Paying extra gets you something better, right? Well, sometimes, but not necessarily all the time. One of the real bugbears of buying a new car, truck or SUV is being asked to pay extra for metallic, pearlescent or some other sort of fancy paint, which begs the question of do luxury cars have better paint than cheaper ones?
Luxury cars do not necessarily have better paint than cheaper ones, but you will probably have to pay more for premium paint with a new luxury model than you do with a more affordable model. However, if you ever go to have a car re-sprayed, you’ll soon find out how incredibly expensive a really good paint job can be.
To explain more about luxury cars and whether they have better paint, we’re going to consider:
- Why does premium paint cost extra, even with luxury cars?
- Different levels of luxury car
- How much can you pay for luxury paint?
- Which luxury cars have better paint?
- What difference does expensive paint make?
- Should you pay extra for premium paint on a luxury car?
Why does premium paint cost extra, even with luxury cars?
Before I joined the auto industry and while I was in it, I always thought it was a bit of a rip-off for automakers to charge extra for metallic, pearlescent and other types of premium paint. After all, they have to paint the car anyway, so why should it cost so much extra to have a different type of paint?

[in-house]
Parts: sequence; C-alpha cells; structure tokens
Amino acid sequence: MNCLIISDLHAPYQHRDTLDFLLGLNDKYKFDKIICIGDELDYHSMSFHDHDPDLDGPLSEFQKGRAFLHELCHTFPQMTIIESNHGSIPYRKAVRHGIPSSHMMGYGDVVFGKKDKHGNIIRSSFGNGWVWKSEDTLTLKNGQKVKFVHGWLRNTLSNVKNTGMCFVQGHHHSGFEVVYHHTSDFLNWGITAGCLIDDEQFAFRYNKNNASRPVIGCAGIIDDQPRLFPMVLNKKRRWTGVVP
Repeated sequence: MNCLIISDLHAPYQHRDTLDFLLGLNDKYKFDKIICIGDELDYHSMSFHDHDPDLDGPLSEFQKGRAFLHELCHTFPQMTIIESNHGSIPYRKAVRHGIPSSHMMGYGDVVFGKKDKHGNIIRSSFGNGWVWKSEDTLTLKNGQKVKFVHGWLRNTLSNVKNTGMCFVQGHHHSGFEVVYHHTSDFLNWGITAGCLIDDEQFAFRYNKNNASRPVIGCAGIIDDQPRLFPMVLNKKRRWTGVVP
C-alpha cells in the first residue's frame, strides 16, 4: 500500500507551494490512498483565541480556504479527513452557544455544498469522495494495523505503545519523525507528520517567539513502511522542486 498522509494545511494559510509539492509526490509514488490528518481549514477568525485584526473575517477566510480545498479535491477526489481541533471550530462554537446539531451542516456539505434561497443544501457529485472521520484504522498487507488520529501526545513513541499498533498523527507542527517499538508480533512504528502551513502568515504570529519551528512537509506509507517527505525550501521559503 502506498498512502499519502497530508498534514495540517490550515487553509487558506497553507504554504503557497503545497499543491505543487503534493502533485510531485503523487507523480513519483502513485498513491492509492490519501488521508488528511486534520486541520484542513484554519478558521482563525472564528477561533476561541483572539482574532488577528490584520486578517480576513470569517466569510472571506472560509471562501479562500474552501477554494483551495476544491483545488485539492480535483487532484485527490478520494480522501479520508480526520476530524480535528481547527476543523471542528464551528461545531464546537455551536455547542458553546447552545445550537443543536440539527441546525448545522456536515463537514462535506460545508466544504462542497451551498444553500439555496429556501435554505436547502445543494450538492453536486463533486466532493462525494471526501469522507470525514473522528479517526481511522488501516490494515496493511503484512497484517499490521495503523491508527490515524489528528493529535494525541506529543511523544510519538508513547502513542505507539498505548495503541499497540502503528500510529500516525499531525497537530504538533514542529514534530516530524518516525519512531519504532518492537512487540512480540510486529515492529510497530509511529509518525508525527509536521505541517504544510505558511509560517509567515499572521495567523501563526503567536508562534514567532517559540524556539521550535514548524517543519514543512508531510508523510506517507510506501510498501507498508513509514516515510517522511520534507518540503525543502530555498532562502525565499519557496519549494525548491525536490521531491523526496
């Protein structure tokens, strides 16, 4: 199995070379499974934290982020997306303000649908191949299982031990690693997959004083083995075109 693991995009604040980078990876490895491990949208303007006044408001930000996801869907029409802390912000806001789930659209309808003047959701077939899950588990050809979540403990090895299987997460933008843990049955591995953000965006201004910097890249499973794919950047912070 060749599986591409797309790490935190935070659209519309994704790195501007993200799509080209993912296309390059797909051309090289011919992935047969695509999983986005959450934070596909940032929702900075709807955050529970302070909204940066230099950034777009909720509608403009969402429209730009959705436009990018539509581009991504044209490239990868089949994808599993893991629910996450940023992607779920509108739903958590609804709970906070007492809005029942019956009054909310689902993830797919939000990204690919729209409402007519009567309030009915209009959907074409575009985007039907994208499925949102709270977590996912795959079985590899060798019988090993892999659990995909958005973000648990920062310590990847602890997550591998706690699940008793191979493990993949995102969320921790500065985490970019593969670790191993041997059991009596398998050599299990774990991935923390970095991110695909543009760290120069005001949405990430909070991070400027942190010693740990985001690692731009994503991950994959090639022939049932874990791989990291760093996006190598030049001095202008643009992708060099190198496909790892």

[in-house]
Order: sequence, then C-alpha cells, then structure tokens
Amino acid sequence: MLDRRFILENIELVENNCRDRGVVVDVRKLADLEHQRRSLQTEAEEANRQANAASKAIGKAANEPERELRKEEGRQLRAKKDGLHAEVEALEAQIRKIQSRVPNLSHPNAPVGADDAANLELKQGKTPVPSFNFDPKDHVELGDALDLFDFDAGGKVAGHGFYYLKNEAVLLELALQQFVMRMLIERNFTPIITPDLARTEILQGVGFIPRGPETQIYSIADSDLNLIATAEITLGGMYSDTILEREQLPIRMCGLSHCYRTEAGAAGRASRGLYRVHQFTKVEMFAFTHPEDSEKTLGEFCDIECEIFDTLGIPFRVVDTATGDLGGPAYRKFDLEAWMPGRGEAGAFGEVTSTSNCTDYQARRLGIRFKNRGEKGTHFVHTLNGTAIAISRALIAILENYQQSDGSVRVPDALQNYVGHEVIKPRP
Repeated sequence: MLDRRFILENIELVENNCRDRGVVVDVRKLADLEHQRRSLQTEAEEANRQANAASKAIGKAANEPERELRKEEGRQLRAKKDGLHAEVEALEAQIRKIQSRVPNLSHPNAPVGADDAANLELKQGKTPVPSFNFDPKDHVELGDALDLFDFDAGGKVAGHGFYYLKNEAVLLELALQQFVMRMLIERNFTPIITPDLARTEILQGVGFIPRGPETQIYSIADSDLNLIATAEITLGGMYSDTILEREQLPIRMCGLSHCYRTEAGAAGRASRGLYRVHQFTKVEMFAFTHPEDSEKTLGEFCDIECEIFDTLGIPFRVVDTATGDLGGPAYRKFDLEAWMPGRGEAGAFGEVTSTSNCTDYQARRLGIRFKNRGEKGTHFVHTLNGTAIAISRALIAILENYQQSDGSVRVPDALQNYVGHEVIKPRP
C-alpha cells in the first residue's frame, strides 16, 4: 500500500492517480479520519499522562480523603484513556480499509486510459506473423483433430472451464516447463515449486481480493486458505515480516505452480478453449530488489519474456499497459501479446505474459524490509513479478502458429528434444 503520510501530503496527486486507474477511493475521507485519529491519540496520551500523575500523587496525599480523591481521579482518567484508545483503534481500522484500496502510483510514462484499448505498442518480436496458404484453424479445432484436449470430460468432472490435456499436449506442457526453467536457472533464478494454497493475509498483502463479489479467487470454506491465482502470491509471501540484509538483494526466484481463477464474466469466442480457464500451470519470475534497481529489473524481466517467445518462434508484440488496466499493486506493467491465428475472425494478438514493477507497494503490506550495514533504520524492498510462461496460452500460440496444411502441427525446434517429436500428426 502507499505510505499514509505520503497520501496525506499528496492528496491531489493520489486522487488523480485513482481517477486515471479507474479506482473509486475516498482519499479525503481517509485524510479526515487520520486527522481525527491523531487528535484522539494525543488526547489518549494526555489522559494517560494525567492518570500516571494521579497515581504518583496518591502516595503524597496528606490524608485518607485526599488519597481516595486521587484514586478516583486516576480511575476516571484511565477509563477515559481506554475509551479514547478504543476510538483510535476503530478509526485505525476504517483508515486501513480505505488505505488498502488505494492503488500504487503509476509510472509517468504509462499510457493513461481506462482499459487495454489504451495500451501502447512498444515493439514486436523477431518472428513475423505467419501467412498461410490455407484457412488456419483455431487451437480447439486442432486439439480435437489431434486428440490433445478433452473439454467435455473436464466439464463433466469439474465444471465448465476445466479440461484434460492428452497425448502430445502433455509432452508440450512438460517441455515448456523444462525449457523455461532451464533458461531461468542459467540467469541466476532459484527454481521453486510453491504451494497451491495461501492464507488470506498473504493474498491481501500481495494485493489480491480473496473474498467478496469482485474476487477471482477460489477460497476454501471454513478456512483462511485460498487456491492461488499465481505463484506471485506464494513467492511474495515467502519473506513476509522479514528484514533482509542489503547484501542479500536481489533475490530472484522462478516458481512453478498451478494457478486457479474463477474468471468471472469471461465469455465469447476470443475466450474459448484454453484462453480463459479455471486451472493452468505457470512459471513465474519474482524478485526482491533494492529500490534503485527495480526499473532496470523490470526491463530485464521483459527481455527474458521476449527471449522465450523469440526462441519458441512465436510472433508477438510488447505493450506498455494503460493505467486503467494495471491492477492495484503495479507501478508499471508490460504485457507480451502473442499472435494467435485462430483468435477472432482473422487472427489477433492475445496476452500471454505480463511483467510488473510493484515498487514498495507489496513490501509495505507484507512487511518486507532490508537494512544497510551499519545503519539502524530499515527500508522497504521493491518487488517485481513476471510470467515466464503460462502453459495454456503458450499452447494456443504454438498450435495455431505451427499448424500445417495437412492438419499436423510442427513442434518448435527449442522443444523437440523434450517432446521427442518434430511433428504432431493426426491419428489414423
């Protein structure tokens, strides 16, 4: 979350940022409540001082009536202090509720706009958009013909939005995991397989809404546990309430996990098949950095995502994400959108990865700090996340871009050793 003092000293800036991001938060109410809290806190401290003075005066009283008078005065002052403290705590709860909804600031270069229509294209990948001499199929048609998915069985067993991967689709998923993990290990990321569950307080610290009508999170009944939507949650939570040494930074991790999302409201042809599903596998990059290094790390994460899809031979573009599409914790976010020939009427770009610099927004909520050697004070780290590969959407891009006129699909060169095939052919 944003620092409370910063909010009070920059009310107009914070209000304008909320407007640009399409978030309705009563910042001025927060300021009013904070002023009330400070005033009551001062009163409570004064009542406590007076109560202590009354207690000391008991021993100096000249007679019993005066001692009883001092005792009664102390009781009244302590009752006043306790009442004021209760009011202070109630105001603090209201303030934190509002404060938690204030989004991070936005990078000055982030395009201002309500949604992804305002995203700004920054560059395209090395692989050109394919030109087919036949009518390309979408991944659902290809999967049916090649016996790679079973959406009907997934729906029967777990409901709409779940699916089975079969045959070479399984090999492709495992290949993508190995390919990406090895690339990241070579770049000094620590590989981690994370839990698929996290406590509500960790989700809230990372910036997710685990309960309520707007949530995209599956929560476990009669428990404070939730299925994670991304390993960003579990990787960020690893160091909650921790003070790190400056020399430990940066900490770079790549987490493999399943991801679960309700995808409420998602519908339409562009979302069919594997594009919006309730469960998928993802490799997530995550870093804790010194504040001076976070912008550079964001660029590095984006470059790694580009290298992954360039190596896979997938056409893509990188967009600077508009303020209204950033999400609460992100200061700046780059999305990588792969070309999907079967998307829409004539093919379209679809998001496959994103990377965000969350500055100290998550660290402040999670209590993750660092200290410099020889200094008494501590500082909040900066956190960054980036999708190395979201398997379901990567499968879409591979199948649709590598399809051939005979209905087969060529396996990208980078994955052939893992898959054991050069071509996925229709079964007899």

Let’s face it, a large part of the cost of painting a car is the labor, and with new cars, most of the painting will be done by a robot. Does the robot have to work harder because there are metallic flakes in the paint than it would do if it was a flat paint? Of course, it doesn’t.
There can be very, very big differences between different paint jobs though, but you can’t just assume a luxury car will have been painted better than a mass-market car. To the naked eye of a regular customer, when they see a gleaming new Chevy, Honda or Ford in a showroom, the paint will look every bit as perfect and shiny as the paint on a car in a Cadillac, BMW or Mercedes showroom.